Meet Our Trainers: Milka Dinev


Meet Our Trainers: Milka Dinev

Milka at the General Membership Meeting of the Reproductive Health Supplies Coalition in Oslo in 2015.

By Alison Glomski

Assistant, Marketing Humentum

This is an installment in the “Meet Our Trainers” series, where we get to know Humentum’s trainers beyond the classroom. In this blog post, we highlight Milka Dinev, an accomplished and multilingual trainer for Humentum.

Milka will be co-facilitating our three-day workshop on USAID Rules & Regulations: Grants & Cooperative Agreements (in Spanish), November 8-10 in Lima, Peru. Register here.

Q: How long have you been working in the international development sector? How did you get your start?

A: I have worked in the Development Sector since 1981 – 35 years of professional experience. I started working as a Program Officer with Canadian CIDA here in Lima Peru, covering our development program in Peru and Bolivia.

How did you get involved with Humentum?

When I worked for Pathfinder International as the Director of the Peru office, my CFO, Ms. Beverly Armstrong, introduced me to Humentum as they needed a trainer that could do the trainings in Spanish. So I started doing trainings in Rules and Regs [USAID Rules & Regulations: Grants & Cooperative Agreements] in Spanish for the first time, most of them in Lima. Pathfinder afterwards transferred me to the USA to become the Global Director of the ESD (Extending Service Delivery) Project in Washington DC. I continued helping Humentum as a practitioner, and providing the trainings in Spanish, until I joined Humentum in 2011 as a permanent employee for two years. Now I am back in Lima, and I train for Humentum two or three times a year, either in Peru or in Colombia, or wherever I am needed. I love to train in USAID Rules and Regs, Project Management, and Proposal Development—I have done all these workshops in English, French, and Spanish all over the world.

Where in the world have you travelled, and which has been your favorite?

I have had the opportunity to travel most of Africa, Latin America, and some countries in Asia. I love every place I visit, each with its unique history and characteristics. I do not have one favorite.

What's a project you previously worked on that you found particularly interesting or rewarding?

Since I work in health and reproductive health, all my projects have been rewarding! I am particularly rewarded by the fact that I made a contribution to the reduction of maternal mortality in Peru. When I started working, our maternal mortality rate was about 420 [per 100,000 live births]; after 35 years we are at 77, and it is continuing to decrease. Our work in emergency obstetric care and in family planning have saved the lives of many women in my own country.

When you aren't travelling or working, what do you like to do?

I read at least one book every 10 days – historic novels are my favorite. I crochet a lot and have knitted more than 100 baby blankets, and I love movies. I also love the beach and swimming. I try to spend as much time as possible in my beach house, doing all my favorite things. When I am tired and need a break, I love trashy romance novels.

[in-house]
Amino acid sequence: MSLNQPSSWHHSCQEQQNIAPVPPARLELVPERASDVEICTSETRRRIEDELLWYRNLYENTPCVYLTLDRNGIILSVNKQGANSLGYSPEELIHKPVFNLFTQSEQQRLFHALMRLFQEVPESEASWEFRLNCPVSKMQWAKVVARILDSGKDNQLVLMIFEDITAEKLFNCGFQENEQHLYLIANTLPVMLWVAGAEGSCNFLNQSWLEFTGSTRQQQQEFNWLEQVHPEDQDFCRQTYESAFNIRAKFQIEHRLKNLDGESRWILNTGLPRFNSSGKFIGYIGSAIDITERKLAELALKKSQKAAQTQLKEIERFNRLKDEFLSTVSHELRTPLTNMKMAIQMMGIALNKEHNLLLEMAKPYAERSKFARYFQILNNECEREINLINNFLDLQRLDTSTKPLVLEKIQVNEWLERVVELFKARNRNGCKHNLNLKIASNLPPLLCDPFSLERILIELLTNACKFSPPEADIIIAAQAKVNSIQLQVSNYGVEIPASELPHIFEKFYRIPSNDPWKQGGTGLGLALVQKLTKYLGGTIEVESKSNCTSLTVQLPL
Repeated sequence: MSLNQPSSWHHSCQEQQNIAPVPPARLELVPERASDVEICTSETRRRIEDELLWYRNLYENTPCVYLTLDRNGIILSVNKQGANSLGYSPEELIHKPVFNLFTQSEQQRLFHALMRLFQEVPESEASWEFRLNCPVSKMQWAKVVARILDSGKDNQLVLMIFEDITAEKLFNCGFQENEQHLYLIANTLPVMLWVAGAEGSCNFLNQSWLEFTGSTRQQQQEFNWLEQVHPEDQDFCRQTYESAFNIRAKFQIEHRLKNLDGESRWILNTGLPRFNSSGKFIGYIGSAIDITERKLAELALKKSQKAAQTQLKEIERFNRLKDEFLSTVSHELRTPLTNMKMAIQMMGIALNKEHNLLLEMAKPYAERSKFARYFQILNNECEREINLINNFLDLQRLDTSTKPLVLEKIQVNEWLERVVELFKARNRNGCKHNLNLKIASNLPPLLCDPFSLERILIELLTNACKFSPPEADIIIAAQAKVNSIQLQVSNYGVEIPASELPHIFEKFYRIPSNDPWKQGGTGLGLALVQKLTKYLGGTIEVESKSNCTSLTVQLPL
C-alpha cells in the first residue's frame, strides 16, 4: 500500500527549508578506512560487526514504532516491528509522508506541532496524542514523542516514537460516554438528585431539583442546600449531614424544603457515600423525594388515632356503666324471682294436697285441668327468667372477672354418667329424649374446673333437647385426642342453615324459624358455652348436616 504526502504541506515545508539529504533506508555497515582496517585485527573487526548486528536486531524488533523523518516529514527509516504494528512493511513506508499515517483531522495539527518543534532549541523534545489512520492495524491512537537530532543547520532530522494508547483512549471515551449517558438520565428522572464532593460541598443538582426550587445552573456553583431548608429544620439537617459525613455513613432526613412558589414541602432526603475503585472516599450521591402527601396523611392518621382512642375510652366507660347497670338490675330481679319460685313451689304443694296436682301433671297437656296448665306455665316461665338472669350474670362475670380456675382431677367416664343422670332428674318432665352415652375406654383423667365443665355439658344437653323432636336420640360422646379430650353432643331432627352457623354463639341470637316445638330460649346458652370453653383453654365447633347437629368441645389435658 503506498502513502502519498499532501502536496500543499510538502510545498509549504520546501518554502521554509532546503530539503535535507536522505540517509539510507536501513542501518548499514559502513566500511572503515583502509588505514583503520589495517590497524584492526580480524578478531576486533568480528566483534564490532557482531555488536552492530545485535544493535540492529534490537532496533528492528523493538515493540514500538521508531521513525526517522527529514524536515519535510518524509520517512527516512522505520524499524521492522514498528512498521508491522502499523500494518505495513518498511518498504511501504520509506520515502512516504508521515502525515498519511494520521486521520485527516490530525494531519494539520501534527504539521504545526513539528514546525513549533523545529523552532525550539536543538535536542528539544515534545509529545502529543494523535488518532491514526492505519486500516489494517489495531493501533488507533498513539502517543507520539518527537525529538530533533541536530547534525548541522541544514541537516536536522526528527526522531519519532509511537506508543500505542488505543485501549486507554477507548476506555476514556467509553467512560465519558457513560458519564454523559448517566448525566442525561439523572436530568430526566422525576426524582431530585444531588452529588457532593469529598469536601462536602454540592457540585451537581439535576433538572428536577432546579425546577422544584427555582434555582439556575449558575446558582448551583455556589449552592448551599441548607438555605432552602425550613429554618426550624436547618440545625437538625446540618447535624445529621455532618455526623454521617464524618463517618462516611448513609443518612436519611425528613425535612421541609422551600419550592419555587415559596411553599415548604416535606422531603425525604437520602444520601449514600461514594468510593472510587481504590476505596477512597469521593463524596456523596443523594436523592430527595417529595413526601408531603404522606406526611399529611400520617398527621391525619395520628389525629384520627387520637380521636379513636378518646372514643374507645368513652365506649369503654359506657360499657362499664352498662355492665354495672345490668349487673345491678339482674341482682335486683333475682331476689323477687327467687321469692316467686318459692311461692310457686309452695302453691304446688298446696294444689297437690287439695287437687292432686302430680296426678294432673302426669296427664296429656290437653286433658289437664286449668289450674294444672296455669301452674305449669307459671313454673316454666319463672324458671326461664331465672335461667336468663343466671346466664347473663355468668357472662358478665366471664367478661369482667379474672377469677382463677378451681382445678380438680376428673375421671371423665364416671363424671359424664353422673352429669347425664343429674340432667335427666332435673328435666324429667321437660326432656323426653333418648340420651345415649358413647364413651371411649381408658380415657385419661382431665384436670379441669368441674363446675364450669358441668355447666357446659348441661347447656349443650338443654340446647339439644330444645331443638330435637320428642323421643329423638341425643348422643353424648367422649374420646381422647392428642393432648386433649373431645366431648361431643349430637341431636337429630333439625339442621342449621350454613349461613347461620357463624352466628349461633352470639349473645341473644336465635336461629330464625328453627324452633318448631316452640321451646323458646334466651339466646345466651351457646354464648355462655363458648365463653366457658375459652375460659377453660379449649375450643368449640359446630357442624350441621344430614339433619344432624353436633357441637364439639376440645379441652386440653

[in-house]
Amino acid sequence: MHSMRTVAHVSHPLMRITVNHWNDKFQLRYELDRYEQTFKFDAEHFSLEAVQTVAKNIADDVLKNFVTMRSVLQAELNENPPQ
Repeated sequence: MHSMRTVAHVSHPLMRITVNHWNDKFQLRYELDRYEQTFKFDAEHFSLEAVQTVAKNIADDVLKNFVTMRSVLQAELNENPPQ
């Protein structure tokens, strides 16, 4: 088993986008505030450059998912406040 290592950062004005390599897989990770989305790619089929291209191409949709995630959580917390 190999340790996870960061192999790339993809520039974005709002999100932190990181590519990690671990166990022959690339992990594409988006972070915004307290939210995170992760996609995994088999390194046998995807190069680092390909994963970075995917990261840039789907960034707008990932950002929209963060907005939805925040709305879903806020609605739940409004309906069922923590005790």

You speak Spanish, English, French, and Bulgarian, and the last one is rather uncommon. Why did you learn Bulgarian? Any plans to learn new languages?

My dad was Bulgarian, so my mother, brother and I learned Bulgarian when my grandparents came to live with us from Plovdiv, Bulgaria. We learned super quickly – I visited Bulgaria a couple years ago and realized that I have kept my fluency! I can also communicate in Italian and Portuguese (very similar to Spanish). I bought a Rosetta Stone program for Arabic, and I am hoping to have some time in the future to learn some Arabic.

You have several degrees and certifications. What inspires you to keep learning?

The more I read and learn, the more I realize I know very little. I am constantly hungry for more information, trying to find ways to make my job easier and faster, learning new tools to make life simpler.

Are there any particular moments from previous workshops that stick out to you—a funny story, an "a-ha!" moment, or anything else you remember well?

I love it when the trainees come up to me and say “why didn’t I know all this before?” or “I should have done this course 10 years ago when I started working.” Several trainees are “repeat” trainees: They like the training so much that after two or three years they want to refresh their knowledge – it is flattering to me that they want to listen to me all over again! My favorite ice breaker or energizer is musical chairs, however, I now separate women from men, as the first time I did the musical chairs, some women went out flying as the men were pushing for a chair! Now, I do two separate groups to prevent accidents!

Milka Dinev has 33 years of experience in the management of development projects and has worked as a donor with CIDA and as an implementing partner for USAID, DFID, NORAD, BMGF and private foundations working for CARE, Pathfinder International, International Relief and Development (IRD), and Humentum. She currently works for the Reproductive Health Supplies Coalition (RHSC). She is an engineer with an MS in Business Administration. She is also PMD Pro certified and has trained hundreds of professionals in the development sector. Would you like to train with Milka? Check out our USAID Rules & Regulations workshop in Lima, Peru.

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